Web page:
Internet on a Chip: Researchers Step Towards Energy-Efficient Multicore Chips
Carnegie Mellon University (03/29/16)

Researchers at Carnegie Mellon and Washington State universities say they have identified a new approach of enabling energy-efficient multicore systems. The researchers used wireless on-chip communication between individually controllable clusters to provide an efficient communication backbone, which can be tailored for large-scale multicore systems. As the number of cores packed into a single chip rises, scalable power management strategies are needed to keep power under prescribed limits. Voltage frequency islands (VFIs) usually are used to enable such strategies because they divide a system into islands with individually adjustable voltage and frequencies to reduce the power within allowable performance penalties. However, the main challenge of VFI-based designs is that on-chip communication costs negatively impact application performance. The researchers say they have developed two innovative solutions to this problem, the first of which is accomplished through VFI-clustering methodology. A hybrid VFI clustering that combines both per-VFI utilization and inter-VFI communication enables minimal inter-VFI communication without greatly increasing the inter-cluster utilization variation. The researchers also used a small-world wireless Network on Chip to enable fast and energy-efficient on-chip communication, which can mitigate most of the performance penalties associated with VFIs.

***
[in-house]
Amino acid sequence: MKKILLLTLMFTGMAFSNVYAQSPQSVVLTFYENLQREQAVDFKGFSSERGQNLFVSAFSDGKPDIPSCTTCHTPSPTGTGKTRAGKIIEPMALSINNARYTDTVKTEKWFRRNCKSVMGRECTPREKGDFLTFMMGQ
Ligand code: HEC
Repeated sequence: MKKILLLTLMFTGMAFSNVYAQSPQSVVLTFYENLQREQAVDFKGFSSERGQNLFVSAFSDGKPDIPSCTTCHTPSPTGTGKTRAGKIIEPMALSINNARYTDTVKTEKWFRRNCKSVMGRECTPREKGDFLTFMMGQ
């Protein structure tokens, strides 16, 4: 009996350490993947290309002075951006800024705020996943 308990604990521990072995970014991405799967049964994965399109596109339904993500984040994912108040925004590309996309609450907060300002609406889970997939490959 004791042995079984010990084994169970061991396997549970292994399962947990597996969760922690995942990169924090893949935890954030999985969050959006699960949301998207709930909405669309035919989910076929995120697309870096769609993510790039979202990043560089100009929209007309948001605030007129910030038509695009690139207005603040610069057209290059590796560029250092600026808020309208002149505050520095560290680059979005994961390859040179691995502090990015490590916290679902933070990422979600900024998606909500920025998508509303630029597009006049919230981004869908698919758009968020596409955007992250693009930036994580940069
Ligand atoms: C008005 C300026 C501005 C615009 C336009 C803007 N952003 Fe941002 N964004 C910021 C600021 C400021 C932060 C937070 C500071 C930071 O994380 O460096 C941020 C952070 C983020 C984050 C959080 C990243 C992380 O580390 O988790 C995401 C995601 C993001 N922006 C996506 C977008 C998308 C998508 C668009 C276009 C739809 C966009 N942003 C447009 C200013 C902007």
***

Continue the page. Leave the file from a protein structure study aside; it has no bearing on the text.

Bringing Big Neural Networks to Self-Driving Cars, Smartphones, and Drones
IEEE Spectrum (03/28/16)

At the IEEE International Solid-State Circuits Conference in February, teams from the Massachusetts Institute of Technology (MIT), Nvidia, and the Korea Advanced Institute of Science and Technology (KAIST) demonstrated prototypes of low-power chips designed to run artificial neural networks that could help enable advanced perceptual and predictive abilities. MIT professor Vivienne Sze says increasing the scale of neural networks also increases their power consumption, with the main power drain being the transfer of data between processor and memory. In collaboration with fellow MIT professor and Nvidia researcher Joel Emer, Sze has developed Eyeriss, a custom chip designed to run a cutting-edge convolutional neural network. The network can run the AlexNet algorithm using 0.3 watts of power instead of the 5 watts to 10 watts consumed by a typical mobile graphics-processing unit. The chip saves energy by placing a dedicated memory bank close to each of its 168 processing engines, and it retrieves data from a larger primary memory bank as infrequently as possible. Meanwhile, KAIST professor Lee-Sup Kim says circuits designed for neural network–driven image analysis also will help with airport face-recognition systems and robot navigation. His lab demonstrated a chip designed to be a general visual processor for the Internet of Things, which minimizes data movement by bringing memory and processing closer together. It uses only 45 milliwatts of power and lightens the computational load as well.